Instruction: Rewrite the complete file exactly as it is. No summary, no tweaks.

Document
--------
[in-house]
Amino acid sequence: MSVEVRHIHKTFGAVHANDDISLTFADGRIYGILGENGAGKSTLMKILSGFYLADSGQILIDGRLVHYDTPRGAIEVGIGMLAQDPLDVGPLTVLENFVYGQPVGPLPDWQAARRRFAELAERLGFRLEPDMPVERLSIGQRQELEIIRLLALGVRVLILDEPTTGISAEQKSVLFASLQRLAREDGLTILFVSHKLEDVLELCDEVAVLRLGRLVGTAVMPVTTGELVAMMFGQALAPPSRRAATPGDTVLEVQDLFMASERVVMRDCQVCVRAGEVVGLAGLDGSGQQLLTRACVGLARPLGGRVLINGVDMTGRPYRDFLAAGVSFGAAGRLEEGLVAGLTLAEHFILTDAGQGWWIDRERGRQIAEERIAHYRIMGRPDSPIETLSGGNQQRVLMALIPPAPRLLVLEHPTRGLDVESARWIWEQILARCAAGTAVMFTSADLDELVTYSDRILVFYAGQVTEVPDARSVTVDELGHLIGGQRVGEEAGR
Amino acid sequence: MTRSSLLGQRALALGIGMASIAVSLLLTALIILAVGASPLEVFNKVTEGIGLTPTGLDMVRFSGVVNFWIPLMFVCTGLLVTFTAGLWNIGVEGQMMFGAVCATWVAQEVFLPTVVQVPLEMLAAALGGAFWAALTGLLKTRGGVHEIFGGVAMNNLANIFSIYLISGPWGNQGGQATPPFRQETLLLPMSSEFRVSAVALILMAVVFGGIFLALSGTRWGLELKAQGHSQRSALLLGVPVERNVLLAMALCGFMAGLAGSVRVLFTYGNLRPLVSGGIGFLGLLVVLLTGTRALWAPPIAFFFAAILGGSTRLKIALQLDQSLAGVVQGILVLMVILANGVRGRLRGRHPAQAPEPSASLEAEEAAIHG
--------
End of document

[in-house]
Amino acid sequence: MSVEVRHIHKTFGAVHANDDISLTFADGRIYGILGENGAGKSTLMKILSGFYLADSGQILIDGRLVHYDTPRGAIEVGIGMLAQDPLDVGPLTVLENFVYGQPVGPLPDWQAARRRFAELAERLGFRLEPDMPVERLSIGQRQELEIIRLLALGVRVLILDEPTTGISAEQKSVLFASLQRLAREDGLTILFVSHKLEDVLELCDEVAVLRLGRLVGTAVMPVTTGELVAMMFGQALAPPSRRAATPGDTVLEVQDLFMASERVVMRDCQVCVRAGEVVGLAGLDGSGQQLLTRACVGLARPLGGRVLINGVDMTGRPYRDFLAAGVSFGAAGRLEEGLVAGLTLAEHFILTDAGQGWWIDRERGRQIAEERIAHYRIMGRPDSPIETLSGGNQQRVLMALIPPAPRLLVLEHPTRGLDVESARWIWEQILARCAAGTAVMFTSADLDELVTYSDRILVFYAGQVTEVPDARSVTVDELGHLIGGQRVGEEAGR
Amino acid sequence: MTRSSLLGQRALALGIGMASIAVSLLLTALIILAVGASPLEVFNKVTEGIGLTPTGLDMVRFSGVVNFWIPLMFVCTGLLVTFTAGLWNIGVEGQMMFGAVCATWVAQEVFLPTVVQVPLEMLAAALGGAFWAALTGLLKTRGGVHEIFGGVAMNNLANIFSIYLISGPWGNQGGQATPPFRQETLLLPMSSEFRVSAVALILMAVVFGGIFLALSGTRWGLELKAQGHSQRSALLLGVPVERNVLLAMALCGFMAGLAGSVRVLFTYGNLRPLVSGGIGFLGLLVVLLTGTRALWAPPIAFFFAAILGGSTRLKIALQLDQSLAGVVQGILVLMVILANGVRGRLRGRHPAQAPEPSASLEAEEAAIHG